Remember how to provide inter-VLAN routing with a layer 3 switch. You can use a layer 3 (multilayer) switch to provide IVR just as with a router on a stick, but using a layer 3 switch is more efficient and faster. First you start the routing process with the commandip routing, then create a virtual interface for each VLAN using the command interface vlan vlan, and then apply the IP address for that VLAN under that logical interface.

Written Lab 11

In this section, you’ll complete the following lab to make sure you’ve got the information and concepts contained within them fully dialed in:
Lab 11.1: VLANs
You can find the answers to this lab in Appendix A, “Answers to Written Labs.”
Write the answers to the following questions:
1.            True/False: To provide IVR with a layer 3 switch, you place an IP address on each interface of the switch.
2.            What protocol will stop loops in a layer 2 switched network?
3.            VLANs break up                                                     domains in a layer 2 switched network.
4.            Which VLAN numbers are reserved by default?
5.            If you have a switch that provides both ISL and 802.1q frame tagging, what command under the trunk interface will make the trunk use 802.1q?
6.            What does trunking provide?



7.           How many VLANs can you create on an IOS switch by default?
8.            True/False: The 802.1q encapsulation is removed from the frame if the frame is forwarded out an access link.
9.            What type of link on a switch is a member of only one VLAN?
0.         You want to change from the default of VLAN 1 to VLAN 4 for untagged traffic. What command will you use?

Hands-on Labs

In these labs, you will use three switches and a router. To perform the last lab, you’ll need a layer 3 switch.
Lab 11.1: Configuring and Verifying VLANs
Lab 11.2: Configuring and Verifying Trunk Links Lab 11.3: Configuring Router on a Stick Routing Lab 11.4: Configuring IVR with a Layer 3 Switch
In these labs, I’ll use the following layout:


Hands-on Lab 11.1: Configuring and Verifying VLANs

This lab will have you configure VLANs from global configuration mode and then verify the VLANs.

1.         Configure two VLANs on each switch, VLAN 10 and VLAN 20.
S1(config)#vlan 10
S1(config-vlan)#vlan 20
S2(config)#vlan 10
S2(config-vlan)#vlan 20
S3(config)#vlan 10
S3(config-vlan)#vlan 20

2.         Use the show vlan and show vlan brief commands to verify your VLANs. Notice that all interfaces are in VLAN 1 by default.
S1#sh vlan
S1#sh vlan brief

Hands-on Lab 11.2: Configuring and Verifying Trunk Links

This lab will have you configure trunk links and then verify them.
1.            Connect to each switch and configure trunking on all switch links. If you are using a switch that supports both 802.1q and ISL frame tagging, then use the encapsulation command; if not, then skip that command.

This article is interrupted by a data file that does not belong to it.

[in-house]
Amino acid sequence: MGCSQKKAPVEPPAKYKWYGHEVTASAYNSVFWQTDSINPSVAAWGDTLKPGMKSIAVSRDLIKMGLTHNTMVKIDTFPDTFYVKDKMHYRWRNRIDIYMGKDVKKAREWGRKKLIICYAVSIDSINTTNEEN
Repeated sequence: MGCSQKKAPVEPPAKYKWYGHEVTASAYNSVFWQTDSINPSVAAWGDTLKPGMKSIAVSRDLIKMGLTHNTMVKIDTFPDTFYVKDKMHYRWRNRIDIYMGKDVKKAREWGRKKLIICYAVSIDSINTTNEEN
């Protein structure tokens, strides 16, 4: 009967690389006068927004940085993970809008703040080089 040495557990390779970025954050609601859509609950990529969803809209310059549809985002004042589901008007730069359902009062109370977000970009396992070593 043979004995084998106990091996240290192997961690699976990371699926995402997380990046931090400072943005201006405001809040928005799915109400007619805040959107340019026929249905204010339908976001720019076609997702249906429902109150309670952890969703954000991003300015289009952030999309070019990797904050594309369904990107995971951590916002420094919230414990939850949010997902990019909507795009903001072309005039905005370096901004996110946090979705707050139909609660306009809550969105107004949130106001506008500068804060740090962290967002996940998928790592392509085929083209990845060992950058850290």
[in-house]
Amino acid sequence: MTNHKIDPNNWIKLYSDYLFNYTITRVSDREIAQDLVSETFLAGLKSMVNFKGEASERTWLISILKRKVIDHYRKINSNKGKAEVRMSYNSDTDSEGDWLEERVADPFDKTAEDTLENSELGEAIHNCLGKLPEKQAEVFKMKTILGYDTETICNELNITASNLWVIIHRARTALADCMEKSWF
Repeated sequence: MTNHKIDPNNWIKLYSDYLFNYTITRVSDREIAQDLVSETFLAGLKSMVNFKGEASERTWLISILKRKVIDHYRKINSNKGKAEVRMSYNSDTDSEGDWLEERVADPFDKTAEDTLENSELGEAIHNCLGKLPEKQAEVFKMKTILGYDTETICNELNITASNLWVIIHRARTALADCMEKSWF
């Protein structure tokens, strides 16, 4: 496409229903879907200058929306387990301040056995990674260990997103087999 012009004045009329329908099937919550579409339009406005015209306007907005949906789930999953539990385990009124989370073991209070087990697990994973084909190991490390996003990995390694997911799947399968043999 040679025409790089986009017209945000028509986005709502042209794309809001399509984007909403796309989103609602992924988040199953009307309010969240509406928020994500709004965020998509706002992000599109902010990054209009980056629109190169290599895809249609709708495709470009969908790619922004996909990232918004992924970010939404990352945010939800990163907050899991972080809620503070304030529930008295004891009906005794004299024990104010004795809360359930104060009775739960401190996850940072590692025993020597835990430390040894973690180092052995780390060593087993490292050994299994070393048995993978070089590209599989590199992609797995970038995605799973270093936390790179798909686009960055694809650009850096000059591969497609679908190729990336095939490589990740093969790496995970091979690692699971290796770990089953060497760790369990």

S1#config t
S1(config)#interface fa0/15
S1(config-if)#switchport trunk encapsulation ?
dot1q         Interface uses only 802.1q trunking encapsulation when trunking
isl               Interface uses only ISL trunking encapsulation when trunking
negotiate              Device will negotiate trunking encapsulation with peer on interface

Again, if you typed the previous and received an error, then your switch does not support both encapsulation methods:
S1 (config-if)#switchport trunk encapsulation dot1q
S1 (config-if)#switchport mode trunk
S1 (config-if)#interface fa0/16
S1 (config-if)#switchport trunk encapsulation dot1q
S1 (config-if)#switchport mode trunk
S1 (config-if)#interface fa0/17
S1 (config-if)#switchport trunk encapsulation dot1q



S1 (config-if)#switchport mode trunk
S1 (config-f)#interface fa0/18
S1 (config-if)#switchport trunk encapsulation dot1q
S1 (config-if)#switchport mode trunk

2.            Configure the trunk links on your other switches.
3.            On each switch, verify your trunk ports with the show interface trunk
command:
S1#show interface trunk

4.            Verify the switchport configuration with the following:
S1#show interface interface switchport

The second interfacein the command is a variable, such as Fa0/15.

Hands-on Lab 11.3: Configuring Router on a Stick Routing

In this lab, you’ll use the router connected to port F0/8 of switch S1 to configure ROAS.
1.            Configure the F0/0 of the router with two subinterfaces to provide inter-VLAN routing using 802.1q encapsulation. Use 172.16.10.0/24 for your management VLAN, 10.10.10.0/24 for VLAN 10, and 20.20.20.0/24 for VLAN 20.